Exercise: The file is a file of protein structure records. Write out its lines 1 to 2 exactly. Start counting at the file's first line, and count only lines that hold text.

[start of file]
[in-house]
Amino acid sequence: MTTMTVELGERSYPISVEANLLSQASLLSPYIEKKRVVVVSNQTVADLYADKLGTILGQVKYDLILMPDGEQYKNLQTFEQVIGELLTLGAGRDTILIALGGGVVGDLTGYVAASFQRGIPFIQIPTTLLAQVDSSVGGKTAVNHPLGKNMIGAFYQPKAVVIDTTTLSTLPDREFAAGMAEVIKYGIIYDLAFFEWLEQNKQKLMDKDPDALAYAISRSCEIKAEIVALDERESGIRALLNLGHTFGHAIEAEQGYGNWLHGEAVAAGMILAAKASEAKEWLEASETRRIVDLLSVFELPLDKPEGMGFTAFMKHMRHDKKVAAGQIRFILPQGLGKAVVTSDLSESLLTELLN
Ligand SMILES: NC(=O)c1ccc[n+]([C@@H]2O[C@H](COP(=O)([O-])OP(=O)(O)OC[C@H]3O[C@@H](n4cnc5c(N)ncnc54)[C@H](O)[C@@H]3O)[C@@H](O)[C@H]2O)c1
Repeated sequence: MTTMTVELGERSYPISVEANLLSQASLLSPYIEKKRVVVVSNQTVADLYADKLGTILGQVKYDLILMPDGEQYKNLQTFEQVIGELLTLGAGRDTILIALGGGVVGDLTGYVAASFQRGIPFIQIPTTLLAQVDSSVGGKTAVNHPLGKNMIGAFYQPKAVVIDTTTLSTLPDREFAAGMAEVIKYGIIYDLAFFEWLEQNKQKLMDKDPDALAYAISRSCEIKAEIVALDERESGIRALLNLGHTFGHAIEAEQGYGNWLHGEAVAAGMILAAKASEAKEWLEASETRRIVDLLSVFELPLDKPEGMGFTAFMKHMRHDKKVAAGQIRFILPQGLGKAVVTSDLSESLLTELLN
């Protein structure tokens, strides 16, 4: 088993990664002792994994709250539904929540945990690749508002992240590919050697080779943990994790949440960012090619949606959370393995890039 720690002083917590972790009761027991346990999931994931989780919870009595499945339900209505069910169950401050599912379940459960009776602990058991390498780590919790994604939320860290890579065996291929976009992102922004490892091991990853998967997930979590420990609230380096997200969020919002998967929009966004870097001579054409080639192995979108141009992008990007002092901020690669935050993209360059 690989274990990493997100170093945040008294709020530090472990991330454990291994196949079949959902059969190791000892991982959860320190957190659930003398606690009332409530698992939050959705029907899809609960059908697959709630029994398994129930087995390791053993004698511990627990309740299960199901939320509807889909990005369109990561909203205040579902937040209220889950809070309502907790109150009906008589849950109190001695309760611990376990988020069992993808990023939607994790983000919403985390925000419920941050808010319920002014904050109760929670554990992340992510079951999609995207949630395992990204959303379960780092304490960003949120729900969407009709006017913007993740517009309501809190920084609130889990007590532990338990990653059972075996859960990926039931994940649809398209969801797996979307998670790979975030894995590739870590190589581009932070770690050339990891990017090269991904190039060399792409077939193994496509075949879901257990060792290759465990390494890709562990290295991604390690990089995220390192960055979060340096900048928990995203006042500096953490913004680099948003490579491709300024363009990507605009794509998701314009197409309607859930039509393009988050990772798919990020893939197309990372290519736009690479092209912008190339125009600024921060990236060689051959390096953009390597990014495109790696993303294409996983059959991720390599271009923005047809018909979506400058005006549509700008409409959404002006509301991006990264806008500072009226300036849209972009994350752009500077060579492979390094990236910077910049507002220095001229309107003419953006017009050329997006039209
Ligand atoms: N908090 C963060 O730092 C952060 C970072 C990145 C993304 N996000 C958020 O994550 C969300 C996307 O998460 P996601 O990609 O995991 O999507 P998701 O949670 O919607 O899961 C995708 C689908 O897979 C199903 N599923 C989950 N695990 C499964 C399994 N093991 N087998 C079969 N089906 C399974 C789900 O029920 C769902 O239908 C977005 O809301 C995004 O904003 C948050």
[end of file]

[in-house]
Amino acid sequence: MTTMTVELGERSYPISVEANLLSQASLLSPYIEKKRVVVVSNQTVADLYADKLGTILGQVKYDLILMPDGEQYKNLQTFEQVIGELLTLGAGRDTILIALGGGVVGDLTGYVAASFQRGIPFIQIPTTLLAQVDSSVGGKTAVNHPLGKNMIGAFYQPKAVVIDTTTLSTLPDREFAAGMAEVIKYGIIYDLAFFEWLEQNKQKLMDKDPDALAYAISRSCEIKAEIVALDERESGIRALLNLGHTFGHAIEAEQGYGNWLHGEAVAAGMILAAKASEAKEWLEASETRRIVDLLSVFELPLDKPEGMGFTAFMKHMRHDKKVAAGQIRFILPQGLGKAVVTSDLSESLLTELLN